While Zimmerman’s music has always contained long bridges and extended intros, much of his new work seemed contingent on these conceptual beginnings and interludes. As a result, the transitions between songs appeared much more interesting than Deadmau5’s previous headlining stint at shows like Ultra Music Festival. It wasn’t just the lack of a conspicuous 4×4 kick-snare outros, however. On the whole, Deadmau5 had crafted a set with a faster flow and more inventive track structure.
The mystifying stream of new material continued with “Sparrows Made of Lead,” a stripped down progressive house track with a mean bassline. It wasn’t long however before Zimmerman introduced the meticulous build of “Fn Pig.” Sedated into a dreamy state of consciousness, the soporific mood was soon disrupted by the distinct bass of “Some Chords.”
For the second half of his set, Deadmau5 moved into more familiar territory, ramping up the energy with his signature “Moar Ghosts n Stuff (Hard Intro Mix)” from 2011. The thunderous “FML” was combined with “I Remember” while the beloved Tommy Trash remix to “The Veldt” supplemented the luscious original. Throughout the latter portion of the set, Deadmau5 continued to weave in inspiring new tracks like “My Pet Coelacanth” and “Phantoms Can’t Hang,” two of his most promising previews to date.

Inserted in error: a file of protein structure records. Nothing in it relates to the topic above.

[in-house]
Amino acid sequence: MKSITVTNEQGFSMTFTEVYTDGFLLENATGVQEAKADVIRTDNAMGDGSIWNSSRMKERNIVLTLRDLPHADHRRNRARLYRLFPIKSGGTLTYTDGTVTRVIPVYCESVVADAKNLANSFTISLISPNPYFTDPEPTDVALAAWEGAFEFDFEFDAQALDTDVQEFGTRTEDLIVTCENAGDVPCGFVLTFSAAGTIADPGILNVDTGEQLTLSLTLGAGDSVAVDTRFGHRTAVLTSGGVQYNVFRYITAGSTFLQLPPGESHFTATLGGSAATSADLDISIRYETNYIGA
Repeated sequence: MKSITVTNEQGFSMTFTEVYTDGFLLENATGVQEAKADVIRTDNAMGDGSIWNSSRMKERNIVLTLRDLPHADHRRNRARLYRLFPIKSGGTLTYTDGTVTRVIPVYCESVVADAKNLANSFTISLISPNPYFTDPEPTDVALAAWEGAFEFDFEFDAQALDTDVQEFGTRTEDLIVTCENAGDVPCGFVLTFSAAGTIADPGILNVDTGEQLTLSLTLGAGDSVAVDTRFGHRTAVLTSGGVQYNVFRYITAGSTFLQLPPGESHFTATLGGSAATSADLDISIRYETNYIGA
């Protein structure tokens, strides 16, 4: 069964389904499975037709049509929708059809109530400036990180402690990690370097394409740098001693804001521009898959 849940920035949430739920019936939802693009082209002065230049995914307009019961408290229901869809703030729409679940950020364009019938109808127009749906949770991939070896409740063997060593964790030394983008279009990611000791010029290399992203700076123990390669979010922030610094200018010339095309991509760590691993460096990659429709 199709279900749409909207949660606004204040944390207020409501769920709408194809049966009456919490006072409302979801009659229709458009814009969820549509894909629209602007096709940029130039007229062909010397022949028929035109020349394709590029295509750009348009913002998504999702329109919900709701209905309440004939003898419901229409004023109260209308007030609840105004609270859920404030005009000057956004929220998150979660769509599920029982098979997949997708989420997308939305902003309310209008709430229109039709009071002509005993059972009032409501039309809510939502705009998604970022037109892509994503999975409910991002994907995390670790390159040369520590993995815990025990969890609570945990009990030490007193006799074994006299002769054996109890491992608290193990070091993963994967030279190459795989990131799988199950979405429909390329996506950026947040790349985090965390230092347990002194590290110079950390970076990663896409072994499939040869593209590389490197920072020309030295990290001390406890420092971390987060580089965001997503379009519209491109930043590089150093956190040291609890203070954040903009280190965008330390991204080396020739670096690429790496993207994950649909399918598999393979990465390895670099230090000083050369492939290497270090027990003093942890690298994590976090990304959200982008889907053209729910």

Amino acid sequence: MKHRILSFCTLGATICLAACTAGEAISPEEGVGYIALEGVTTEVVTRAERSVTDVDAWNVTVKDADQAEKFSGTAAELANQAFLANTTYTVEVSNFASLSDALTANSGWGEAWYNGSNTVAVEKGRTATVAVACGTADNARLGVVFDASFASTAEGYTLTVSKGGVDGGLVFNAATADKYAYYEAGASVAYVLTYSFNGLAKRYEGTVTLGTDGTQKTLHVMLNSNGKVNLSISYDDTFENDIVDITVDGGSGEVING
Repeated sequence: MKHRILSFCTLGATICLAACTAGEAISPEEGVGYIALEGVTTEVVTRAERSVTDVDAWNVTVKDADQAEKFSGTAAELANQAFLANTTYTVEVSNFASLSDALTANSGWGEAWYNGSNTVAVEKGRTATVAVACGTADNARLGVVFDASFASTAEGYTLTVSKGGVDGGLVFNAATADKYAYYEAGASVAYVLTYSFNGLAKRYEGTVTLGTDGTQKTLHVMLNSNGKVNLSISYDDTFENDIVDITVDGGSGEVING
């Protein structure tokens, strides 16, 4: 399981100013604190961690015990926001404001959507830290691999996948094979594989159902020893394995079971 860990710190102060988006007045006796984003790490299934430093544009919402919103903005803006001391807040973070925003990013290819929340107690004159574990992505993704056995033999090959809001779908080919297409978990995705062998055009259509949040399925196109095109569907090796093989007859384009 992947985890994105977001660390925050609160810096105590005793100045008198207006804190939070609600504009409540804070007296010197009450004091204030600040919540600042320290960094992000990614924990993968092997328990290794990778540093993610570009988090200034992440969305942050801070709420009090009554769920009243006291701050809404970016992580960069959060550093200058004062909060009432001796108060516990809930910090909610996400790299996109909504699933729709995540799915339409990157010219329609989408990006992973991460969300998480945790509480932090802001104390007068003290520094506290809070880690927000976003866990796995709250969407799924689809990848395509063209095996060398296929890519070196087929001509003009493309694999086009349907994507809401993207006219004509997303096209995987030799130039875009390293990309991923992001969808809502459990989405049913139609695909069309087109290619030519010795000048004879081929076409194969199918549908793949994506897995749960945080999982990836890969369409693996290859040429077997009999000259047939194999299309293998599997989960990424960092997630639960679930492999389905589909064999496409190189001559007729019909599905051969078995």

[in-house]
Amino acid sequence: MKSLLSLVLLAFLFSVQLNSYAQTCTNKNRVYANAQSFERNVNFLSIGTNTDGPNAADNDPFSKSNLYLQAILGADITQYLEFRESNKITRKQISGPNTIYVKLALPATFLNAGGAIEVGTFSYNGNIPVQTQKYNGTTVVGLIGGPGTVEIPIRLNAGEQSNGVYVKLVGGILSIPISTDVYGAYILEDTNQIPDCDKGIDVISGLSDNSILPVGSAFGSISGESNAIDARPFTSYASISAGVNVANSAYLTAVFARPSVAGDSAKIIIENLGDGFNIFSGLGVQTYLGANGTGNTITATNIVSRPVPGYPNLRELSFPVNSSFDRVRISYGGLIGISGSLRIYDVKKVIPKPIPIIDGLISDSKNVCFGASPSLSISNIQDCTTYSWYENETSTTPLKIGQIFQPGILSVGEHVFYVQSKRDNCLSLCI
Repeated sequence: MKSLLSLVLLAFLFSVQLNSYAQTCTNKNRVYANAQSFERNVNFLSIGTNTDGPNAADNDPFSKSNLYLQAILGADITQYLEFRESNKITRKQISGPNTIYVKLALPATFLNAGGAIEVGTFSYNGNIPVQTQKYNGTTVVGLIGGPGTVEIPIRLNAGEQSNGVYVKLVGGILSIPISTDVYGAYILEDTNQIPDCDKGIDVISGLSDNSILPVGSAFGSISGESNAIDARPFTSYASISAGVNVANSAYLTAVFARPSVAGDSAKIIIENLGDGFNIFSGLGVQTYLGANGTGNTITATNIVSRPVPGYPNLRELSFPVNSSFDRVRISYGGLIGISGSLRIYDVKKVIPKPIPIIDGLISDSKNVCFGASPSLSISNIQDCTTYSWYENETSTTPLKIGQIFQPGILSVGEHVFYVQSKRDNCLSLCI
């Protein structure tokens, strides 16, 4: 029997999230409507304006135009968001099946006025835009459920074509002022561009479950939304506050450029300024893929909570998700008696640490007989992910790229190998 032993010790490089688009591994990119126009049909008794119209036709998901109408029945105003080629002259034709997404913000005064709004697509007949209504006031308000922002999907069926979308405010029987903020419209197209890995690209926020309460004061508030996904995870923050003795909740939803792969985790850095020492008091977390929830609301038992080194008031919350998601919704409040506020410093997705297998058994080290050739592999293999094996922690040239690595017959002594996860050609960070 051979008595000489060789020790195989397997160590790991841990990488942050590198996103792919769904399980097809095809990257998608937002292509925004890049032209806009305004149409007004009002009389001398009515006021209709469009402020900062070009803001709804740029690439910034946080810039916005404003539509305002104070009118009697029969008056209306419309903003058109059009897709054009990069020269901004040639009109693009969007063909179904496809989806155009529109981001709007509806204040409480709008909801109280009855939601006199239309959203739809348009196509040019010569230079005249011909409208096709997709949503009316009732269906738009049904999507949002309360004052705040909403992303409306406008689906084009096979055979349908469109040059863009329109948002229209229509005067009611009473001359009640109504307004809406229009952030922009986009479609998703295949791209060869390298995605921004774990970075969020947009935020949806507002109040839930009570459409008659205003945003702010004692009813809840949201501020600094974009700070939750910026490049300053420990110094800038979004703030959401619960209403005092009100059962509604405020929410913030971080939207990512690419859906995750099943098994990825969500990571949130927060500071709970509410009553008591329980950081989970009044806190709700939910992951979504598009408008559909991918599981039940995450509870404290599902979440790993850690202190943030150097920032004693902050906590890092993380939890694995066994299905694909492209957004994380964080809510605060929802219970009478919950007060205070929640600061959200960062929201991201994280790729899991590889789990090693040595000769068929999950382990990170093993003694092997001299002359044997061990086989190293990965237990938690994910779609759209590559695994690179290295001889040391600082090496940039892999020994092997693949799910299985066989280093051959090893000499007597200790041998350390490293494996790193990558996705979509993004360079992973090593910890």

The hour and a half performance culminated with Zimmerman’s rapturous masterpiece, “Strobe.” The crowd’s collective sigh of relief was instantaneous as the familiar melody poured forth from the speakers. The track continued to progress at its patient pace, until something strange happened. Deadmau5 messed up. Whether he’d paused the track, crashed his software, or unplugged his mixer was unclear, but one thing was certain: the music had stopped, and it wasn’t intentional. Like any great musician, Zimmerman played it off well, candidly joking: “I’m supposed to be the 12th best person in the world at this, right?” Joel got the music running again and the set ended as pleasantly as it began.
On the whole, HARD Day of the Dead was a vast improvement from last year’s festival. Expanding to two days, HARD engineered one of the most eclectic and desirable lineups in recent memory. There seems to be no better promoter than Gary Richards at picking up on trends in the dance music world. From booking bigger acts like Nero, Skrillex, Deadmau5, and Eric Prydz, to under-appreciated talents like Maya Jane Coles, Oliver, Amtrac, and Kastle, HARD continues to strike the perfect balance between festival favorites and underground innovators.
Aside from some minor sound issues throughout the weekend, the event production was on point. The main stage was supplemented by a giant haunted house, LED wings, and an encompassing pyrotechnic system. The Harder stage was large enough to be a main stage of its own, and the Underground stage was seclusive enough to be its own house music paradise. The lines were manageable, the people were friendly, and the music was good — what else can we ask for from a festival?